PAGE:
I Don’t Get It… yet

Just a short post, because I can’t figure something out.  I’m really happy that my students are blogging (take a look at their work here), but what is it about their blogs that makes it so much easier for me to provide better feedback?  I could probably read any number of essays or written tasks, or even deliberate over the craftsmanship of a certain artwork, but I’ve never provided the kind of comments I’ve given my students this year.

Thoughts?

 

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10 Responses to I Don’t Get It… yet

  1. ian says:

    I’m going to say it’s the fact that it is more like a personal conversation. Their posts are more conversational than essay so it makes it more natural to comment on.. more like a response back.

    ian

    • colleenkr says:

      It is like a conversation, isn’t it? In a way, it’s almost like having a bit more time in class to get to every student for a chat.

    • We are becoming more of a text culture. When one of my students says the “talked to so in so” what that often means is that they had a text conversation. Thoughts and responses can be articulated when put into text. Sometimes looking at a computer screen is less intimidating than looking at a person when talking about one’s work.

      • colleenkr says:

        You’re right, it is less intimidating now that I think of it. When I’m typing something on the computer, I’m not as distracted a person in front of me if I was having a conversation instead. I think timing has something to do with it too — if you’re chatting with a person, you feel the need to fill the void with words before you really have a chance to think about them whereas when we’re typing/texting/blogging, we can slow down a bit and think about what we want to say.

  2. bgrasley says:

    I wonder if the online format has something to do with it… not that it’s a blog, but just that it’s public and global. Even now, while writing this comment, I’m conscious of the fact that others might read it (not just you) and so I feel like I’m actually reaching (and teaching) a broader audience.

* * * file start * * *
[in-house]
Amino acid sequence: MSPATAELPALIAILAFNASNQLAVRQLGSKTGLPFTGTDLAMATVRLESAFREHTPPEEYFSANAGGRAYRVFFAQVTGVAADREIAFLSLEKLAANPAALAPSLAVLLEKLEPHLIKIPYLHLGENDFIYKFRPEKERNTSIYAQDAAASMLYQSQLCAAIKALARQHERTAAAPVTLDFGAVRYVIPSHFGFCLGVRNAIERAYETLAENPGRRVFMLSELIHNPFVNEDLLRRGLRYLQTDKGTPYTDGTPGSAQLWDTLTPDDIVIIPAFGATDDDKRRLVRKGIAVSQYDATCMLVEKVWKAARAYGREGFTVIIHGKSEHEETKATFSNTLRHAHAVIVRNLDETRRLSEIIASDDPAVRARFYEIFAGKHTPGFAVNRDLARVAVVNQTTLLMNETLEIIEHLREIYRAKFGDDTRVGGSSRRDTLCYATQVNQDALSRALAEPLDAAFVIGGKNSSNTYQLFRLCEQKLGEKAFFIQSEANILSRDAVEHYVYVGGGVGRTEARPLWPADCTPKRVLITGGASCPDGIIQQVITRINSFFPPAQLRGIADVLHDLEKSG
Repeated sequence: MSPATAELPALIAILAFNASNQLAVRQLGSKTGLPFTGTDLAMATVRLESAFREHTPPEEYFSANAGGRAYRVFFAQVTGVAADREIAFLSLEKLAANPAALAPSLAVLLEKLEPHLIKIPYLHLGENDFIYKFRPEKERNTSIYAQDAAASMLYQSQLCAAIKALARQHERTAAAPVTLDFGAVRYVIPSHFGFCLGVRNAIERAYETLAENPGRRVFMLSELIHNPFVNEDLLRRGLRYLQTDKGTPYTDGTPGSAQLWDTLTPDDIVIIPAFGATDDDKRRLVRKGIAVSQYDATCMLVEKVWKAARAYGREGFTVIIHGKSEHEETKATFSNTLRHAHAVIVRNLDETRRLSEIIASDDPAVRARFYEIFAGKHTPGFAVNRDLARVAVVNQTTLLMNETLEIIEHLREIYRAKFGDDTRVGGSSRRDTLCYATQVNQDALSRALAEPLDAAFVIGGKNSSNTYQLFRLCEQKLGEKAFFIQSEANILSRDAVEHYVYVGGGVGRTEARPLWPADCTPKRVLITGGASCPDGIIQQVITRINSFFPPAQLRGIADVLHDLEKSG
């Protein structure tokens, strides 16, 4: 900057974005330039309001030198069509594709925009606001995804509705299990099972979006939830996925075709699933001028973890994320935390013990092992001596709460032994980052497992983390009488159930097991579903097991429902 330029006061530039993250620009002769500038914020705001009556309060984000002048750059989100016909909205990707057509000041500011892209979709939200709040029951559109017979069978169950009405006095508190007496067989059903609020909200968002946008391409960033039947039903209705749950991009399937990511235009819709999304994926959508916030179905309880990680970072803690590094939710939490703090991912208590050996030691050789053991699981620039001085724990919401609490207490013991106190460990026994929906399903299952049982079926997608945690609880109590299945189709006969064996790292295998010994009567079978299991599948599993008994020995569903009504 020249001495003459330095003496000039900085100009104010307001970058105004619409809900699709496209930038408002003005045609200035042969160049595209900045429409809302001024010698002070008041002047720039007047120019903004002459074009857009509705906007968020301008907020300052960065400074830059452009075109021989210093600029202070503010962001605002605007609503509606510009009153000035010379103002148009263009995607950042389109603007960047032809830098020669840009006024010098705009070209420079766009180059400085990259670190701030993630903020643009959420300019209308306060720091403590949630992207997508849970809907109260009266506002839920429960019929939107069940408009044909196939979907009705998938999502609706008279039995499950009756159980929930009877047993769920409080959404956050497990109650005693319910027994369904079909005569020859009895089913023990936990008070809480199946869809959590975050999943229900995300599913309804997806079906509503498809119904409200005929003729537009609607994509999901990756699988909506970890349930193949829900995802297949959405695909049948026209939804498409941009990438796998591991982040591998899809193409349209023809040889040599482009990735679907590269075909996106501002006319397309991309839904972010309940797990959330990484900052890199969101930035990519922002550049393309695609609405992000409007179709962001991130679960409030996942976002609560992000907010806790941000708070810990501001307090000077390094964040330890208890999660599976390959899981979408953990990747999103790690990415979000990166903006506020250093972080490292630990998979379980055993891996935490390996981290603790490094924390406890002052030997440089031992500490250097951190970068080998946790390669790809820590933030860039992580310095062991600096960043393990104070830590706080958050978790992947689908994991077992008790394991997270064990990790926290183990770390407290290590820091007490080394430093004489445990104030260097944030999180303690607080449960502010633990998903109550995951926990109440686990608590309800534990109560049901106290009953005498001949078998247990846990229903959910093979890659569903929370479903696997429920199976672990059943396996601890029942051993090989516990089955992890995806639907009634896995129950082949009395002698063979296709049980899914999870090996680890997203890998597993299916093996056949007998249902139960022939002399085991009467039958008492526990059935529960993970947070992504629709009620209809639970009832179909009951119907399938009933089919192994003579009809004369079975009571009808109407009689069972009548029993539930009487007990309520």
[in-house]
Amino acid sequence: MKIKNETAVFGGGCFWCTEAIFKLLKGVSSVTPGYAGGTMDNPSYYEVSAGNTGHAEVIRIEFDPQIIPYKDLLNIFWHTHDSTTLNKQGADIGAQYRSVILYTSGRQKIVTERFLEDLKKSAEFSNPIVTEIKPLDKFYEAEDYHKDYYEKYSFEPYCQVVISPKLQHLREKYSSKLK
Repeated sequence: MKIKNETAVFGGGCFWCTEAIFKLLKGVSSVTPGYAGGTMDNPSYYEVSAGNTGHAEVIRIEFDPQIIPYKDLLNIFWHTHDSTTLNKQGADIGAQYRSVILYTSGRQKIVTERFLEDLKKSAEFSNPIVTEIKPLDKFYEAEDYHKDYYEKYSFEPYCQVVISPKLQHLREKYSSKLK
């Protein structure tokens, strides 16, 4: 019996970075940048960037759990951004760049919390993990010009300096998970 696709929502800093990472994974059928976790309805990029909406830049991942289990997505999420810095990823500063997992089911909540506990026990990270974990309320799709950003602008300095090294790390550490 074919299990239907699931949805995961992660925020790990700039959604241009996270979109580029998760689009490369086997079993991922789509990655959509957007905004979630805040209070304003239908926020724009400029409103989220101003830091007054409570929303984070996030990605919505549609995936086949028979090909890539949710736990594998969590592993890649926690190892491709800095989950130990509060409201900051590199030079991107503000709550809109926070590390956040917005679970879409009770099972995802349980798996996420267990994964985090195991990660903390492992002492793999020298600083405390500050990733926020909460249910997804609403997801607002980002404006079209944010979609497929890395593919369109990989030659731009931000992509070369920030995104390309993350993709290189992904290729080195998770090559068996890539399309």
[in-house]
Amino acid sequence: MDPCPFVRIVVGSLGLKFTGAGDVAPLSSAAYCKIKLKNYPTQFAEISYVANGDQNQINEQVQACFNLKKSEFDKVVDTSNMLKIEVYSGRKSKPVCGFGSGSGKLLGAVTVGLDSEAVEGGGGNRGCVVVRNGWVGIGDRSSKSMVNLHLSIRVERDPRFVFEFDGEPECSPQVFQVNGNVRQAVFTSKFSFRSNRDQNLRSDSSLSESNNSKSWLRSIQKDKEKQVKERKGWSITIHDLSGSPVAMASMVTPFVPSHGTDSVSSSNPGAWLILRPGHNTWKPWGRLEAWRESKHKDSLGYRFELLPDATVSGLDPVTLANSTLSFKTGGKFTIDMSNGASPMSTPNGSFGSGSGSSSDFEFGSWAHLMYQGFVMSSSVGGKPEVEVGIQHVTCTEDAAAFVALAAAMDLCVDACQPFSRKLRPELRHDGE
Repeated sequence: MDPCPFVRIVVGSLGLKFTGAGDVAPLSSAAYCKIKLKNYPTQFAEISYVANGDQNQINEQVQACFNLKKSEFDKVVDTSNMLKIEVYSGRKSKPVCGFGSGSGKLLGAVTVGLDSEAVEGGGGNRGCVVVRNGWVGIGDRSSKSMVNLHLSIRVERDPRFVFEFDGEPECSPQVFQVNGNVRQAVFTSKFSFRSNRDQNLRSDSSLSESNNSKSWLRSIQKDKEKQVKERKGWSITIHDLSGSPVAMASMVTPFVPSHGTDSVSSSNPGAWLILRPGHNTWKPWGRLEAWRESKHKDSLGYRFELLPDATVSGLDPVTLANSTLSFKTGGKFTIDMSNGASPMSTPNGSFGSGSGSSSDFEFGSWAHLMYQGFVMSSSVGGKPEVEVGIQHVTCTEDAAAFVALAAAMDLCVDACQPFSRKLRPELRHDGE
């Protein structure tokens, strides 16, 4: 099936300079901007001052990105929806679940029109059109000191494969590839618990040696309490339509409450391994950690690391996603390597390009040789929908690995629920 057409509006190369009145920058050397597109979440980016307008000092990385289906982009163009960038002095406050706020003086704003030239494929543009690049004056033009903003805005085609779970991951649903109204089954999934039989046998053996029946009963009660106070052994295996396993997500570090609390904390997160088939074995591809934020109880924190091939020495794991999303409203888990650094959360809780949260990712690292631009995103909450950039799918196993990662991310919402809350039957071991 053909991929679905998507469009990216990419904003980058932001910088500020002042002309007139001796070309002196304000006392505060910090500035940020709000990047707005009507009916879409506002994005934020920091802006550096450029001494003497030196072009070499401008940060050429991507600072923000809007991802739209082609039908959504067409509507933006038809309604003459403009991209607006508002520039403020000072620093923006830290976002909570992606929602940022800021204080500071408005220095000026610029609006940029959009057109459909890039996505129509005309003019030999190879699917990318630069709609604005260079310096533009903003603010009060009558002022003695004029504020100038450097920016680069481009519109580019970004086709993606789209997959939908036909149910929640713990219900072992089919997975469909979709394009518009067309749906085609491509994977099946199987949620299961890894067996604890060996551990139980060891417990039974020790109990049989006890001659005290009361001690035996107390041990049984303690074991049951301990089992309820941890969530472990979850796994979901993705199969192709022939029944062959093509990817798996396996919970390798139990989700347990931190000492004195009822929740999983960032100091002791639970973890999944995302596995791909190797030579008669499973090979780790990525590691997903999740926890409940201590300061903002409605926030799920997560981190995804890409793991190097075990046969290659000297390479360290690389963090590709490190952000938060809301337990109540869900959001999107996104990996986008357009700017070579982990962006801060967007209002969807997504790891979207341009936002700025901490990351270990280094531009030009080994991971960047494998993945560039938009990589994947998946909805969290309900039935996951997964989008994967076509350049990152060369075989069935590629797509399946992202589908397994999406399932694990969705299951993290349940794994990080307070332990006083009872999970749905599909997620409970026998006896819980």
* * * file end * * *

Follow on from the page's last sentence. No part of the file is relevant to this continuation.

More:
3. erinluong says:

    I wonder if it’s natural as conversation… yet allows the writer and the reader more time to process their thoughts. When less concerned about format… more creative
    thoughts?

  4. It’s easier to get your thoughts together when you are thinking what to write and how to write it. It’s MORE thoughtFUL. 😀

  5. Mr. Burke says:

    I have to admit that I have long since abandoned the traditional pencil/paper writing journal style of getting my grade 7/8’s to write. Just as you’ve discovered, when students write online about topics real to them, they automatically put more of themselves into the writing. Indeed, my students often make fun of me for writing more in my descriptive feedback than the actual text I am responding to.

    My students and I have talked about this and the reality is that they are more comfortable authoring online. It’s less formal, yes, but also less final. Students can actually use descriptive feedback to improve their writing without having to rewrite an entire response. The other reason blogging is better than conventional, formal writing is that student voice is clearer and they are free to express their ideas unshackled by the chains of format and convention. Being in elementary, a part of me dies everytime we sit in a PLC to review EQAO results and colleagues pull out the old RAPCO or RAFTS acronyms to “teach” effective response writing. The truth is those are more damaging because ideas get lost in the struggle for conformity.

    It sounds, and looks, as if you have a good thing going! I am extremely elated to see this in the secondary panel! 🙂

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